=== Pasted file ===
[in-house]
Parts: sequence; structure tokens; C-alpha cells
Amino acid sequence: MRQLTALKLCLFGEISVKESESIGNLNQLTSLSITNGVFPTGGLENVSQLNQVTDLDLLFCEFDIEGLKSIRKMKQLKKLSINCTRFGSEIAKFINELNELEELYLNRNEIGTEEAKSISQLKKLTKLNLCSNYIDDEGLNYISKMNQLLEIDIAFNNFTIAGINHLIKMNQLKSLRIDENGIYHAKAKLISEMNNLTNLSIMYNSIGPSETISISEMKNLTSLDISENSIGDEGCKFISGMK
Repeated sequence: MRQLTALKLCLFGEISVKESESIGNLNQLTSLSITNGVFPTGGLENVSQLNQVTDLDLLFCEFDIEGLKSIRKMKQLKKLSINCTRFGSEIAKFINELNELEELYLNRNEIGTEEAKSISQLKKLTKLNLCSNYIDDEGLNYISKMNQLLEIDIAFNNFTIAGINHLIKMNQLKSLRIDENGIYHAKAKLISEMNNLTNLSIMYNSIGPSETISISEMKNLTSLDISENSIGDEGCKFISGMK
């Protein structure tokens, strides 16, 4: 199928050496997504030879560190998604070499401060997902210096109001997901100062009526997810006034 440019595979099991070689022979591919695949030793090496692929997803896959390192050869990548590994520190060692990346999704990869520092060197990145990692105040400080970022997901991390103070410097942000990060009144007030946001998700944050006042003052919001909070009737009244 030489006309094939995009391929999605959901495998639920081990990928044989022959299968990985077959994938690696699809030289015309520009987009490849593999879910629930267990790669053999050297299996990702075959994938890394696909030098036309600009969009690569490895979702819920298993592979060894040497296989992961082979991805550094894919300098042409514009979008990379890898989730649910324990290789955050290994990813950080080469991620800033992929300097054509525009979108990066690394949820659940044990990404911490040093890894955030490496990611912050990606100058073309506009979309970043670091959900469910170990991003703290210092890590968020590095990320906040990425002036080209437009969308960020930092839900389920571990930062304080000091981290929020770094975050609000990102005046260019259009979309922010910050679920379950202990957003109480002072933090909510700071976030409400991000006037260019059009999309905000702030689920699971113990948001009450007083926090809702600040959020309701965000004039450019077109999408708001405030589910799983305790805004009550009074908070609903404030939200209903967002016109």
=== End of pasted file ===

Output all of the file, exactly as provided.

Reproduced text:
[in-house]
Parts: sequence; structure tokens; C-alpha cells
Amino acid sequence: MRQLTALKLCLFGEISVKESESIGNLNQLTSLSITNGVFPTGGLENVSQLNQVTDLDLLFCEFDIEGLKSIRKMKQLKKLSINCTRFGSEIAKFINELNELEELYLNRNEIGTEEAKSISQLKKLTKLNLCSNYIDDEGLNYISKMNQLLEIDIAFNNFTIAGINHLIKMNQLKSLRIDENGIYHAKAKLISEMNNLTNLSIMYNSIGPSETISISEMKNLTSLDISENSIGDEGCKFISGMK
Repeated sequence: MRQLTALKLCLFGEISVKESESIGNLNQLTSLSITNGVFPTGGLENVSQLNQVTDLDLLFCEFDIEGLKSIRKMKQLKKLSINCTRFGSEIAKFINELNELEELYLNRNEIGTEEAKSISQLKKLTKLNLCSNYIDDEGLNYISKMNQLLEIDIAFNNFTIAGINHLIKMNQLKSLRIDENGIYHAKAKLISEMNNLTNLSIMYNSIGPSETISISEMKNLTSLDISENSIGDEGCKFISGMK
């Protein structure tokens, strides 16, 4: 199928050496997504030879560190998604070499401060997902210096109001997901100062009526997810006034 440019595979099991070689022979591919695949030793090496692929997803896959390192050869990548590994520190060692990346999704990869520092060197990145990692105040400080970022997901991390103070410097942000990060009144007030946001998700944050006042003052919001909070009737009244 030489006309094939995009391929999605959901495998639920081990990928044989022959299968990985077959994938690696699809030289015309520009987009490849593999879910629930267990790669053999050297299996990702075959994938890394696909030098036309600009969009690569490895979702819920298993592979060894040497296989992961082979991805550094894919300098042409514009979008990379890898989730649910324990290789955050290994990813950080080469991620800033992929300097054509525009979108990066690394949820659940044990990404911490040093890894955030490496990611912050990606100058073309506009979309970043670091959900469910170990991003703290210092890590968020590095990320906040990425002036080209437009969308960020930092839900389920571990930062304080000091981290929020770094975050609000990102005046260019259009979309922010910050679920379950202990957003109480002072933090909510700071976030409400991000006037260019059009999309905000702030689920699971113990948001009450007083926090809702600040959020309701965000004039450019077109999408708001405030589910799983305790805004009550009074908070609903404030939200209903967002016109």